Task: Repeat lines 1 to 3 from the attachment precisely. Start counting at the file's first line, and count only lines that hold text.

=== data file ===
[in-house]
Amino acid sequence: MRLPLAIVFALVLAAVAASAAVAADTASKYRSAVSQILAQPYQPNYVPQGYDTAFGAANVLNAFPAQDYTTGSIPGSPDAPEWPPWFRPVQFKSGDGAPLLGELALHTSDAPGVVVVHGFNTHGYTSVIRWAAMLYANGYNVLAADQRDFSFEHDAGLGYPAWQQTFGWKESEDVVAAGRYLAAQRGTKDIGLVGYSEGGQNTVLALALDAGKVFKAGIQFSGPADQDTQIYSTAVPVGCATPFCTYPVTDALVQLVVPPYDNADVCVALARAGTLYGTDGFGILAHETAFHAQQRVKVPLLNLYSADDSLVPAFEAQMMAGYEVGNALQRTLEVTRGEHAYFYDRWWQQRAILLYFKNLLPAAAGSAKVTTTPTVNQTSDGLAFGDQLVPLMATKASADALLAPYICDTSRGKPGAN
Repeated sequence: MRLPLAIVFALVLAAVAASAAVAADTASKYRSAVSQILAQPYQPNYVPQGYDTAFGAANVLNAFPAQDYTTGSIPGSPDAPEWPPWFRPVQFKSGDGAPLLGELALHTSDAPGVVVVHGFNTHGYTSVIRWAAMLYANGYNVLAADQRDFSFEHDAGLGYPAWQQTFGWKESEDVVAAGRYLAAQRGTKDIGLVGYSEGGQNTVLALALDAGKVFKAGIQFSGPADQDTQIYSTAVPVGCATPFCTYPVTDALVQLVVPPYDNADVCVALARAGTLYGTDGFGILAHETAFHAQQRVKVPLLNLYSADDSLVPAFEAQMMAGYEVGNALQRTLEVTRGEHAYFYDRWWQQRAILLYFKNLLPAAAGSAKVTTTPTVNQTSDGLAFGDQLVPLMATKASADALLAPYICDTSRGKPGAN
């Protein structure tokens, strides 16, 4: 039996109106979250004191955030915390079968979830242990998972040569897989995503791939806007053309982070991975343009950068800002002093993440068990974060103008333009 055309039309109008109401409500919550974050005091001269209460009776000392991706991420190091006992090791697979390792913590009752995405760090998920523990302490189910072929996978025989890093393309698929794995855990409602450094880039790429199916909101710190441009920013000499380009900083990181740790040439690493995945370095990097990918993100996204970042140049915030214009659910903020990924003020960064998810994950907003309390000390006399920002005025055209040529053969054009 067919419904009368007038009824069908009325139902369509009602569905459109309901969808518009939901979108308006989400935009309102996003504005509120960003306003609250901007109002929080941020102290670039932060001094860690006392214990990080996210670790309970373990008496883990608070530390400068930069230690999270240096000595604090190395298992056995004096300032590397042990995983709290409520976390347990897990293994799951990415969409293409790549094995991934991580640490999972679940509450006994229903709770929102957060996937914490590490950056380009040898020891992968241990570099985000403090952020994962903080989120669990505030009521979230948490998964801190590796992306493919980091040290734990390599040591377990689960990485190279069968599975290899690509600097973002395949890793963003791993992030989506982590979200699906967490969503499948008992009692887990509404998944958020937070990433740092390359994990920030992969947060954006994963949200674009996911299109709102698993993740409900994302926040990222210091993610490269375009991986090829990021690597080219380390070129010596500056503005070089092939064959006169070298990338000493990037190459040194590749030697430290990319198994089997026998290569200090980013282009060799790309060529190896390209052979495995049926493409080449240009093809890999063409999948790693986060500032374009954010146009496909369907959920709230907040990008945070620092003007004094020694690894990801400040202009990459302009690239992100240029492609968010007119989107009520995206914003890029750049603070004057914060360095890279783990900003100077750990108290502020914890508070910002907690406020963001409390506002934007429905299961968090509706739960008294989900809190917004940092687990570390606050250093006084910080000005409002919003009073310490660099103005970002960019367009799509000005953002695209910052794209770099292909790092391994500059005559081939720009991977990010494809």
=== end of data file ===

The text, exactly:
[in-house]
Amino acid sequence: MRLPLAIVFALVLAAVAASAAVAADTASKYRSAVSQILAQPYQPNYVPQGYDTAFGAANVLNAFPAQDYTTGSIPGSPDAPEWPPWFRPVQFKSGDGAPLLGELALHTSDAPGVVVVHGFNTHGYTSVIRWAAMLYANGYNVLAADQRDFSFEHDAGLGYPAWQQTFGWKESEDVVAAGRYLAAQRGTKDIGLVGYSEGGQNTVLALALDAGKVFKAGIQFSGPADQDTQIYSTAVPVGCATPFCTYPVTDALVQLVVPPYDNADVCVALARAGTLYGTDGFGILAHETAFHAQQRVKVPLLNLYSADDSLVPAFEAQMMAGYEVGNALQRTLEVTRGEHAYFYDRWWQQRAILLYFKNLLPAAAGSAKVTTTPTVNQTSDGLAFGDQLVPLMATKASADALLAPYICDTSRGKPGAN
Repeated sequence: MRLPLAIVFALVLAAVAASAAVAADTASKYRSAVSQILAQPYQPNYVPQGYDTAFGAANVLNAFPAQDYTTGSIPGSPDAPEWPPWFRPVQFKSGDGAPLLGELALHTSDAPGVVVVHGFNTHGYTSVIRWAAMLYANGYNVLAADQRDFSFEHDAGLGYPAWQQTFGWKESEDVVAAGRYLAAQRGTKDIGLVGYSEGGQNTVLALALDAGKVFKAGIQFSGPADQDTQIYSTAVPVGCATPFCTYPVTDALVQLVVPPYDNADVCVALARAGTLYGTDGFGILAHETAFHAQQRVKVPLLNLYSADDSLVPAFEAQMMAGYEVGNALQRTLEVTRGEHAYFYDRWWQQRAILLYFKNLLPAAAGSAKVTTTPTVNQTSDGLAFGDQLVPLMATKASADALLAPYICDTSRGKPGAN